The time of onset for PTSD symptoms is variable—in many cases, the triggering incident may have occurred relatively recently (e.g., within the past 3 months), though there may be a delay of several months to years before a person exhibits the diagnostic symptoms of the disorder.2,4 The course of the condition also varies from one person to the next. For example, some recover within 6 months, while others experience chronic PTSD-related issues.4
PTSD in Military Members
While lifetime PTSD estimates of 7-8% were made for the general population, the U.S. Department of Veterans Affairs estimates that 11-20% of Operations Iraqi Freedom and Enduring Freedom Veterans have PTSD in a given year.7,8 Similarly, about 12% of veterans who served in the Gulf War struggle with PTSD in a given year. About 30 percent of veterans who served in the Vietnam War are believed to have lived with PTSD at some point in their lives.7,8
Substance Use Disorder and PTSD
Research evidence supports a link between substance use disorder (SUD) and PTSD and substance abuse. Across various studies, the prevalence of current PTSD in patients with SUD may be as high as three times greater than that seen in the general population.9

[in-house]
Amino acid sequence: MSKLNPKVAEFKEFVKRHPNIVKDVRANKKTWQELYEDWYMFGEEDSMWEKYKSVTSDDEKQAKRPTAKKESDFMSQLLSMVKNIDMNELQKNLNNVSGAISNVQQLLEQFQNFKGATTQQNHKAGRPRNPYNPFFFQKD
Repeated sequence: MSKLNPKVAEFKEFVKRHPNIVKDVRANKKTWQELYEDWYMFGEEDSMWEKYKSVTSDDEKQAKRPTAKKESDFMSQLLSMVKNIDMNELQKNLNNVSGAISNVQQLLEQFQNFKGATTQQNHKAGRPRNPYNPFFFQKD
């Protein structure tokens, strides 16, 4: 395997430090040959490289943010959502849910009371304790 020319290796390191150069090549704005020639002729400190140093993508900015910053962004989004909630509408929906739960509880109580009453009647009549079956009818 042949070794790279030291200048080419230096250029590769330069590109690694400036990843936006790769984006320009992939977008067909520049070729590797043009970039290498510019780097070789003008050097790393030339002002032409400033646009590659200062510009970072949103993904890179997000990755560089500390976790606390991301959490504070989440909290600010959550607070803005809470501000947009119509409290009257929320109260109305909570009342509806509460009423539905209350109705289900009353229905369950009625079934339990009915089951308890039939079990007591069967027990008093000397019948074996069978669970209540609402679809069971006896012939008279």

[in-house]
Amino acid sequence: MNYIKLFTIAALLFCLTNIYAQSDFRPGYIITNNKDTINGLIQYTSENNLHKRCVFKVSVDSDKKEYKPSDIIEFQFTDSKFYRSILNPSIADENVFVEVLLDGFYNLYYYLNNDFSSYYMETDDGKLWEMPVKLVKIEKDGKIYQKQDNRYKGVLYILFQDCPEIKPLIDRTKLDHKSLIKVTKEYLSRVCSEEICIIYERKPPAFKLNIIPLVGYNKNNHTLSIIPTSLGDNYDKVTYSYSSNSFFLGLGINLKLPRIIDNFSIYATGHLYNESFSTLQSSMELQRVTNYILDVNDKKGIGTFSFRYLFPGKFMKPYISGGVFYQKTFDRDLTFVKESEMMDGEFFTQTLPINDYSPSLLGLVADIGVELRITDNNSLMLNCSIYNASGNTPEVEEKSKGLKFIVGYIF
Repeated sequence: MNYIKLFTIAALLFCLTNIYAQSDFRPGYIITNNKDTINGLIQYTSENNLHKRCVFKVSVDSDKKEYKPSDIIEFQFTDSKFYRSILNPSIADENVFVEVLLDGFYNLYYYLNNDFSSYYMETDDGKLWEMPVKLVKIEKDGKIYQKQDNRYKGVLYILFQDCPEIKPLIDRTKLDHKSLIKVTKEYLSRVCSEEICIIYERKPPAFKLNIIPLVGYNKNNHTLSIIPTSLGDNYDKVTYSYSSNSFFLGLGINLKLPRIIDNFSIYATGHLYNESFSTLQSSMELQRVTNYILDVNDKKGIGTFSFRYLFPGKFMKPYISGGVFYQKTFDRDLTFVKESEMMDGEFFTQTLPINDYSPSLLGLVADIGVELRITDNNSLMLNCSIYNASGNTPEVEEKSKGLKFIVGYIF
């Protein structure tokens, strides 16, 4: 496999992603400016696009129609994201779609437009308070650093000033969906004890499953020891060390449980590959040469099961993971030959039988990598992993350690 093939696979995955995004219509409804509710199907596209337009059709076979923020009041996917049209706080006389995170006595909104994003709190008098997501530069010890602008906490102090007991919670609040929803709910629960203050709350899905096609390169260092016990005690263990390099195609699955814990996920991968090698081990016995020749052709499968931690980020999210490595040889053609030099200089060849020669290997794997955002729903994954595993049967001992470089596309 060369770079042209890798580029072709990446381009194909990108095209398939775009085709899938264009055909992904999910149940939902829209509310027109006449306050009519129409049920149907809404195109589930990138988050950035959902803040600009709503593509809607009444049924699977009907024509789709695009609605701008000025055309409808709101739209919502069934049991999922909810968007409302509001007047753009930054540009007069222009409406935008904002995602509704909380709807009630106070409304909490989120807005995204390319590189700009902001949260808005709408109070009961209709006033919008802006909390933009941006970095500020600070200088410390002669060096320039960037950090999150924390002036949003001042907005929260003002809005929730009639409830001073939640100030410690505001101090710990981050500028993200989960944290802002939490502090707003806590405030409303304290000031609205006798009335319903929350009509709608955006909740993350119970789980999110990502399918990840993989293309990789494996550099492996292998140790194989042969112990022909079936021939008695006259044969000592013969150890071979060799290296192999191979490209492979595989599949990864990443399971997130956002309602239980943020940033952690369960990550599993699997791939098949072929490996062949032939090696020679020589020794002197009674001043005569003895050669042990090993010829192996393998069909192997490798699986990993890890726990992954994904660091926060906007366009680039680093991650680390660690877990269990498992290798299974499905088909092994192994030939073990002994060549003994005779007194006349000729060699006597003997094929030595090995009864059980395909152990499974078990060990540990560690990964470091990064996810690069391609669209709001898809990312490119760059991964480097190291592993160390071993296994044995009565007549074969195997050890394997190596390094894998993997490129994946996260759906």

The results of the National Comorbidity Survey (or NCS, a large-scale epidemiological study conducted in the 1990s) suggested that people with PTSD were, relative to those without PTSD, as much as 4 times more likely to additionally meet criteria for a substance use disorder.3
People who have experienced physical or emotional trauma may be at higher risk of substance use—whether it be alcohol or other licit substances, prescription drug misuse, or illicit substance use.11 The link between trauma and substances may be particularly relevant to returning veterans, since as many as 1 in 5 service members back from Afghanistan or Iraq have reported symptoms of PTSD or major depression, and as many as half of all vets diagnosed with PTSD have a co-occurring SUD.11